HAPPY BACK TO THE FUTURE DAY! Yes, unless you've been living under a disused DeLorean shell, you'll be aware that today is the day that Doc Brown and Marty McFly wind up in Back To The Future II, the touching story of why sports betting is still illegal in 46 US states.
You thought it was because of some archaic laws, didn't you? Nope. It's purely to prevent someone stealing a sports almanac in the future and going back into the past for the purposes of spread betting.
Almost every news outlet you can think of has been looking at what tech they got right (tablets, wall-mounted TVs) and what they got wrong (rehydrated pizzas, Pepsi being Perfect). Then there's the third category: the stuff that we've crowbarred into reality in order to make more of it come true. Self-lacing shoes, for example.
Let's not count the hoverboard. We don't care what you call them. Real hoverboards do not have wheels. And that footage of Jason Bradbuegg in Piccadilly Circus isn't real either.
Back To The Future is just one of a long line of films that attempt to predict the future and get it fairly spectacularly wrong. But it's not their fault. Futurology is hard. What we actually end up with is a post-modern rose-coloured mish-mash of ideas that follow logical linear progressions, and life isn't like that.
Take something as simple as Moore's Law, which suggests that processor power will roughly double in size every two years. It's still holding out - some would argue only just - but instead there are things like quantum computing coming up from behind that will completely corrupt that paradigm. If we perfect quantum, as some think we will in the next couple of decades, the idea of blow-drying your own jacket is small potatoes.
A lot of things that get predicted assume that sort of paradigm shift. For a start, time travel itself requires that we discover exceptions or workarounds to Einstein's Theory of Relativity.
There was a brief moment in 2012 when CERN thought we might be on to something, but it turned out to be some dodgy results. And if we want to stamp on your childhood dreams completely, that alone makes this whole Back To The Future Day thing a load of old nonsense.
But everyone loves a semi-plausible post-modern future. Even in the darkest, most dystopian of stories the idea of what's next - be it the steampunk of Terry Gilliam's Brazil, the telescreens of Orwell's Nineteen Eighty-Four (not so far off the truth, that one) or even the artificial intelligence of Arthur C Clarke's 2001: A Space Odyssey - is fascinating.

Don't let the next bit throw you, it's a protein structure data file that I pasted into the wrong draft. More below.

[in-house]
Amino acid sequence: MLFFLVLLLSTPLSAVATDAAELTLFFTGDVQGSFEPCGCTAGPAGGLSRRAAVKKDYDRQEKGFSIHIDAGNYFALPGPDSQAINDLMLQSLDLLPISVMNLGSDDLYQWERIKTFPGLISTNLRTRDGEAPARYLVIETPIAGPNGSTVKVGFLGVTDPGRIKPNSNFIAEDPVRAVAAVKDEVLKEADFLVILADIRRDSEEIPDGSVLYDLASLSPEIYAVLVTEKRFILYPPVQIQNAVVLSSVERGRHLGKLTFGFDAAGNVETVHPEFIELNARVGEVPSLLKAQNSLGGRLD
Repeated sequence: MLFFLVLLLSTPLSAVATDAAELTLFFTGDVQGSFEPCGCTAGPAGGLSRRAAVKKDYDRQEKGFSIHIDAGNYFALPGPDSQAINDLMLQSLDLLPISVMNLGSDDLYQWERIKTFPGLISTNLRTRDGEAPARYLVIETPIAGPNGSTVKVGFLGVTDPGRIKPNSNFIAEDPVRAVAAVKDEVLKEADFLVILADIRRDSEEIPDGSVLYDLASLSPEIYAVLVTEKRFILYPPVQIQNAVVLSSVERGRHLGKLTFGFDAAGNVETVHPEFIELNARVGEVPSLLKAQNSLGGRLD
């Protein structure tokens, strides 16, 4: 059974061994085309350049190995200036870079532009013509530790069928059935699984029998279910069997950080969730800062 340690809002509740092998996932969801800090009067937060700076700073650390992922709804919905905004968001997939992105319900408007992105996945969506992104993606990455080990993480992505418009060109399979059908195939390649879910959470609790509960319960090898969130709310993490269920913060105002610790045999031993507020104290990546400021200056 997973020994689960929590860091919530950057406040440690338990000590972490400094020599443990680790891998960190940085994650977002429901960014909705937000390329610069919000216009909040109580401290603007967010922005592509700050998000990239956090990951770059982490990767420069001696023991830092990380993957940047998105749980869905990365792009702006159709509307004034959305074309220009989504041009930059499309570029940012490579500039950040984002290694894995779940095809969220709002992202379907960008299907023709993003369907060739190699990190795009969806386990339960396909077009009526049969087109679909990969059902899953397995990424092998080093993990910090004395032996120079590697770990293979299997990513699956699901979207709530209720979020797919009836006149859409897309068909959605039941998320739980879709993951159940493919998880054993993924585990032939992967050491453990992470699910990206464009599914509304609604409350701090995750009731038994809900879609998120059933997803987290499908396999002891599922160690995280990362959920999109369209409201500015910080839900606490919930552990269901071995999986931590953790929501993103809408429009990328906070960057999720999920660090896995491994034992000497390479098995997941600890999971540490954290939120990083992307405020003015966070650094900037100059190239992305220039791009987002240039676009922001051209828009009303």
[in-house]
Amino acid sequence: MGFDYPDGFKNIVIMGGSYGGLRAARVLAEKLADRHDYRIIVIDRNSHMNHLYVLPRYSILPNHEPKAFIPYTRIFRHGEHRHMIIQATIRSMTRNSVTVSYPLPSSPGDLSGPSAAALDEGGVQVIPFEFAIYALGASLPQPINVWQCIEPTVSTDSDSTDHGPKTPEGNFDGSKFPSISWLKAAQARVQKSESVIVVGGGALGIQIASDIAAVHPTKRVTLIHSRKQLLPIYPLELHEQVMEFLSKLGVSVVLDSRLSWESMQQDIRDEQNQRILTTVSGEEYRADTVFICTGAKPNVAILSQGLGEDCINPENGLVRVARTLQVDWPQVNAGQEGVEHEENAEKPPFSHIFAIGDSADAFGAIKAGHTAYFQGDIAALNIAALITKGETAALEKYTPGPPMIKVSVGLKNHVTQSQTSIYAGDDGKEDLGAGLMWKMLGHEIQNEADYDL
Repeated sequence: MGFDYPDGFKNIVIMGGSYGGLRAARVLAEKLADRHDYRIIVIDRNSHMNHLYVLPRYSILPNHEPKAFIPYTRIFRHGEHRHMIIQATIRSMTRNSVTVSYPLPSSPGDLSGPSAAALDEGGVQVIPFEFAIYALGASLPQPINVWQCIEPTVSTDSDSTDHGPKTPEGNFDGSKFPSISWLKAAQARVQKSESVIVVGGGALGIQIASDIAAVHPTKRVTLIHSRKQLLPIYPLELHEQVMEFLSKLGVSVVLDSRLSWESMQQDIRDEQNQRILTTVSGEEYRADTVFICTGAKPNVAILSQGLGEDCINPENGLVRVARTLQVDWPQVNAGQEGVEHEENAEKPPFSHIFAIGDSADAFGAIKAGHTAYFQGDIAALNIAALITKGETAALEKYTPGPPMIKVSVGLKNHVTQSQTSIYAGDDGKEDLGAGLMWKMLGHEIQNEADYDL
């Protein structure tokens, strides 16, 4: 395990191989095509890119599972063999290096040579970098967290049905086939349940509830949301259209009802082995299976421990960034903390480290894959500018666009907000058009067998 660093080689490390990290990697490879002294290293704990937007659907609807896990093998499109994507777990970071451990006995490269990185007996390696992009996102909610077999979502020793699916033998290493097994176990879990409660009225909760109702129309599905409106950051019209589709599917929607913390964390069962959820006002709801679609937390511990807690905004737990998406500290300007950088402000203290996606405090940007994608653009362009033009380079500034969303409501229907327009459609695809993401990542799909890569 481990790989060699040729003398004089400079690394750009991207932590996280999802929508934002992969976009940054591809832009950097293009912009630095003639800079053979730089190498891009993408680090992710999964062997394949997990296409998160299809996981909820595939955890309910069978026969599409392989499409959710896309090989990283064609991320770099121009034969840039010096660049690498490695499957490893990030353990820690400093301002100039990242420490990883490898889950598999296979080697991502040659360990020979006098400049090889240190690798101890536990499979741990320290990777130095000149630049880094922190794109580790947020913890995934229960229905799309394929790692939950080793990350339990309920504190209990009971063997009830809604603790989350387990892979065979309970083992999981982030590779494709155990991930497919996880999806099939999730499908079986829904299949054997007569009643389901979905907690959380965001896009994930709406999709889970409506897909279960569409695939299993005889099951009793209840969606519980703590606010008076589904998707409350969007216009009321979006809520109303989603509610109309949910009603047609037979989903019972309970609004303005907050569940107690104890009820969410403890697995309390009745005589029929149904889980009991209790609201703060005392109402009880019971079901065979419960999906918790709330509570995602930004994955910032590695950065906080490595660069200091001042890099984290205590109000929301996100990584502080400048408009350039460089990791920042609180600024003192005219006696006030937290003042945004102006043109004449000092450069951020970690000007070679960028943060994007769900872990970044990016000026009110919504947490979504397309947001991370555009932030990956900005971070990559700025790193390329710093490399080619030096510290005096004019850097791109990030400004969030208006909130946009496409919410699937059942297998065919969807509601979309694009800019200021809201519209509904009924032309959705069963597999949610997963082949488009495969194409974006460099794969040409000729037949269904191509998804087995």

The author and critic John Gardner summed up post-modernism as "today's interpretation of yesterday's vision of tomorrow" and that sums up Back To The Future perfectly.
The reality is more complicated, of course. After all, how can we even think about flying cars when we can't actually agree on how to police drones? The flying car is a repeated motif in everything from Luc Besson's The Fifth Element to Ridley Scott's Blade Runner and - yeah, let's go there - The Jetsons. But it's a case of running before we can walk. Or rather flying before we can draw white lines in space.
A lot of technology was, at some level, predicted in advance. Arthur C Clarke foresaw the internet, or at least the prevalence of computers connected together in the home, but fewer predicted the rise of the mobile phone as an extension of the current phone network, and even fewer as an extension of the internet. We were all about Star Trek-style communicators.
And at the heart of any post-modern vision of the future is the fact that we had no idea that a single device - the computer - would do so much of what we expected to happen. The link between the manual typewriter, the television and radio, the camera, the communications hub and 101 other gadgets that existed or we saw coming is the most surprising thing. No-one thought that the microprocessor could do it all.
And if you need any evidence of that, look at the scene where future Marty is fired for embezzlement and READ MY FAX! (Incidentally, this scene also predicts the rise of The Apprentice).
Speaking of which, in honour of Back To The Future Day, we're inviting you to comment on stories by fax. Send them to (020) 7504 3730 and they'll appear in Disqus. Because science. Or are ya chicken? µ
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